A Big Here and a Long Now
The perils of short termism: civilisations greatest threat
The music producer Brian Eno was in a run-down corner of New York, on the way to a glamorous dinner party.
It was the winter of 1978, and Eno’s taxi was bumping over potholes, hurtling towards an address he didn’t recognise. As he drove south, the streets got darker and the sense of urban neglect grew, until finally he arrived at his destination. A man lay slumped in the doorway.
Puzzled, he double-checked the address on the invitation card. He had been invited to the home of a celebrity singer for dinner. Could this really be the right place?
Eno rang the bell and rode the elevator up to the apartment. Inside, to his surprise, was a glittering, glamorous loft probably worth $2-3m.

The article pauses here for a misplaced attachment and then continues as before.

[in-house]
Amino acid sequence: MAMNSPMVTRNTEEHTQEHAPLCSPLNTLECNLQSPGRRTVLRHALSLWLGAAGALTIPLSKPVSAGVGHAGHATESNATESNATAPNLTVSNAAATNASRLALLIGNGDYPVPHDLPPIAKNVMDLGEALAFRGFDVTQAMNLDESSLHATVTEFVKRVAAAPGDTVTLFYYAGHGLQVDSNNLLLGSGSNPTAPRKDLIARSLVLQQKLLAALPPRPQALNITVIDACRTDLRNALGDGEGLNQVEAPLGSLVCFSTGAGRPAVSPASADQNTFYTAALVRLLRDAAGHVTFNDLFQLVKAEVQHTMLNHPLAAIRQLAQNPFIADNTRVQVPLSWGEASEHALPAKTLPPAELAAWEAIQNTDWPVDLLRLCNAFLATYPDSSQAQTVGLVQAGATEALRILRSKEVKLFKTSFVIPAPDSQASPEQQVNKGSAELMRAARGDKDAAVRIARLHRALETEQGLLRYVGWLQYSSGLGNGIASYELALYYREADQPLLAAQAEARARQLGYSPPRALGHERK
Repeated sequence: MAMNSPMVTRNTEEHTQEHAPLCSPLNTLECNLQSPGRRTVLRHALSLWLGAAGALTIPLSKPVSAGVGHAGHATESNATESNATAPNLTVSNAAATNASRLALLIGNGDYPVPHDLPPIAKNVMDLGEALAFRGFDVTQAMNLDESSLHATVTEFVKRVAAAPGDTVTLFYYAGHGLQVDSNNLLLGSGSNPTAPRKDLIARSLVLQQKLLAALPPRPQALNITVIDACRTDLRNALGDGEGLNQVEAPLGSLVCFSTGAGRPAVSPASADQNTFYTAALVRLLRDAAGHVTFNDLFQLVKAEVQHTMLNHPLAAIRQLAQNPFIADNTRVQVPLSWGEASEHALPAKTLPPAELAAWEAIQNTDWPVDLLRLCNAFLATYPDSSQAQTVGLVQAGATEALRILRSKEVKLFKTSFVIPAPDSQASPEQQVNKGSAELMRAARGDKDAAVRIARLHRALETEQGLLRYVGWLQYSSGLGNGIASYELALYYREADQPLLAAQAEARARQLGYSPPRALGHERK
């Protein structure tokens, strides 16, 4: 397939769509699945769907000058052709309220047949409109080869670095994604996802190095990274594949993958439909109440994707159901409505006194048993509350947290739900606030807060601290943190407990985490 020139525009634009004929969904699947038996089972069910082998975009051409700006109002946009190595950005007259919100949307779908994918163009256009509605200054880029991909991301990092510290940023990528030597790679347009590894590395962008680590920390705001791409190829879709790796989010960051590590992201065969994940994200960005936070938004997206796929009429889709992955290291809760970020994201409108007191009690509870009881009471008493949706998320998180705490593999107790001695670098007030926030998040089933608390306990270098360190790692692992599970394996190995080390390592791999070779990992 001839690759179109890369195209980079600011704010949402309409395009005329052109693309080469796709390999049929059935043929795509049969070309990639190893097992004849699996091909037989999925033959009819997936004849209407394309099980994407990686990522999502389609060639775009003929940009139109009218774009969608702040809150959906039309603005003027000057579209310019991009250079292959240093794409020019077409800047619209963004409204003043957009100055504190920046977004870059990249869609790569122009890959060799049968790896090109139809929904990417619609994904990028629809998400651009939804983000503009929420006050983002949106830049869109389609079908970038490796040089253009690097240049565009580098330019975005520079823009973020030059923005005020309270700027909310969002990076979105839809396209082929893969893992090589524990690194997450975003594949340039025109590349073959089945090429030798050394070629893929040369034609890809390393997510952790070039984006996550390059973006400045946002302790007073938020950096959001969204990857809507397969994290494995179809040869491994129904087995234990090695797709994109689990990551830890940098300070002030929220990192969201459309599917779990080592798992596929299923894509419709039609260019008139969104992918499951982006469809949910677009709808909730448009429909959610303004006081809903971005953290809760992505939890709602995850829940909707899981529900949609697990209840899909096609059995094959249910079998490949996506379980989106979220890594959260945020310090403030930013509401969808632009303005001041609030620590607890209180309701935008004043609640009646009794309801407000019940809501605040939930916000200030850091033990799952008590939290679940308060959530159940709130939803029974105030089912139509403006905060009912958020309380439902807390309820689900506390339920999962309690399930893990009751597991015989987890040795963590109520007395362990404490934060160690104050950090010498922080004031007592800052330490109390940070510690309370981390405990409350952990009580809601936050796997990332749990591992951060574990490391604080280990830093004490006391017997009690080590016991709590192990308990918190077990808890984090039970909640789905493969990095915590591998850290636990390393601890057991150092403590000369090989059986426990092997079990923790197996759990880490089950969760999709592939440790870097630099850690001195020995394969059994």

Curious, he asked the hostess during dinner if she liked living where she did. “Oh sure,” she replied, “this is the loveliest place I have ever lived.”
He realised that what she meant was ‘within these four walls’. The dilapidated neighbourhood outside didn’t exist for her.
Afterwards, when he looked around at his contemporaries, Eno saw the singer’s narrow view everywhere. What’s more, this attitude to space also translated to the way this New York glitterati seemed to think about time – not much further than the following week. They were living in what Eno called a ‘small here’ and a ‘short now’. “Everything was exciting, fast, current, and temporary. Enormous buildings came and went, careers rose and crashed in weeks. You rarely got the feeling that anyone had the time to think two years ahead, let alone 10 or a hundred,” he later reflected.
“More and more,” he would write in his notebook, “I find I want to be living in a Big Here and a Long Now.”